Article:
Re: net/packet: use-after-free in packet_rcv_fanout

From: Cong Wang
Date: Fri Feb 10 2017 - 13:09:00 EST

On Thu, Feb 9, 2017 at 7:33 PM, Sowmini Varadhan
<sowmini.varadhan@xxxxxxxxxx> wrote:
> On (02/09/17 19:19), Eric Dumazet wrote:
>> More likely the bug is in fanout_add(), with a buggy sequence in error
>> case, and not correct locking.
>> kfree(po->rollover);
>> po->rollover = NULL;
>> Two cpus entering fanout_add() (using the same af_packet socket,
>> syzkaller courtesy...) might both see po->fanout being NULL.
>> Then they grab the mutex. Too late...
> I'm not sure I follow- aiui the panic was in acceessing the
> sk_receive_queue.lock in a socket that had been closed earlier. I think
> the assumption is that rcu_read_lock_bh in __dev_queue_xmit (and
> rcu_read_lock in dev_queue_xmit_nit?) should make sure that the nit
> packet delivery can be done safely, and the synchronize_net in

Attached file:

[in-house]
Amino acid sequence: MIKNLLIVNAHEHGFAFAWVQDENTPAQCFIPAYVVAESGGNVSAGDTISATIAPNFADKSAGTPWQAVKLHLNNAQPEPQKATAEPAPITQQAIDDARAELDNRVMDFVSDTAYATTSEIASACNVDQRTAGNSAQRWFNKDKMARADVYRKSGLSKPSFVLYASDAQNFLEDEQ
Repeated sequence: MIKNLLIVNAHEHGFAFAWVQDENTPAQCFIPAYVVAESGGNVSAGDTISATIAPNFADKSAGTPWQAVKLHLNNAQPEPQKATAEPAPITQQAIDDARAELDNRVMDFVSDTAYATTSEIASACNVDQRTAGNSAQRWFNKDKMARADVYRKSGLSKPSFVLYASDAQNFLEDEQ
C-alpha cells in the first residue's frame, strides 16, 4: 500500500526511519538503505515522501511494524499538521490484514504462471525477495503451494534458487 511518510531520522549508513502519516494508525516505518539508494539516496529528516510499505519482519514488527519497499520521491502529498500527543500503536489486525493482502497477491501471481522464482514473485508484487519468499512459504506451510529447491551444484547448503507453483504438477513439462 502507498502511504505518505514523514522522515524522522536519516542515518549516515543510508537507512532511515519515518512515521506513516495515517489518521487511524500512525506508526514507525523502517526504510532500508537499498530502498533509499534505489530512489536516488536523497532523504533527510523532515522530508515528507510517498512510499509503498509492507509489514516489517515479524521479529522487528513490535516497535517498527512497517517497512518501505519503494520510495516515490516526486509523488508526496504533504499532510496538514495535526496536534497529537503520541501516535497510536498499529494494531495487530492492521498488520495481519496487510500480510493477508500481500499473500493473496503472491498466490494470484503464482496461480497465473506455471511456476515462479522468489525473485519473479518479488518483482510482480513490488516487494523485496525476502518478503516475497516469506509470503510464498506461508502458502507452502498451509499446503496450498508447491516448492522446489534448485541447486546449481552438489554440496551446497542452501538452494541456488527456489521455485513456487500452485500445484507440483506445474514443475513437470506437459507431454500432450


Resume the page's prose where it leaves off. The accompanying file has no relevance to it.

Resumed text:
> packet_release() makes sure that the Tx paths are quiesced before freeing
> the socket. What is the race-hole here? Does it have to do with the
> _bh and softirq context, somehow?

My understanding about the race here is packet_release() doesn't
wait for flying packets correctly, which leads to a flying packet still
refers to the struct sock which is being released.

This could happen because struct packet_fanout is refcn'ted, it is
still there when this is not the last sock referring it, therefore, the
callback packet_rcv_fanout() is not removed yet. When packet_release()
tries to remove the pointer to struct sock from f->arr[i] in
__fanout_unlink(), a flying packet could race with f->arr[i]:

po = pkt_sk(f->arr[idx]);

Of course, the fix may not be as easy as just adding a synchronize_net(),
perhaps we need the spinlock too in fanout_demux_rollover().

At least I believe this explains the crash Dmitry reported.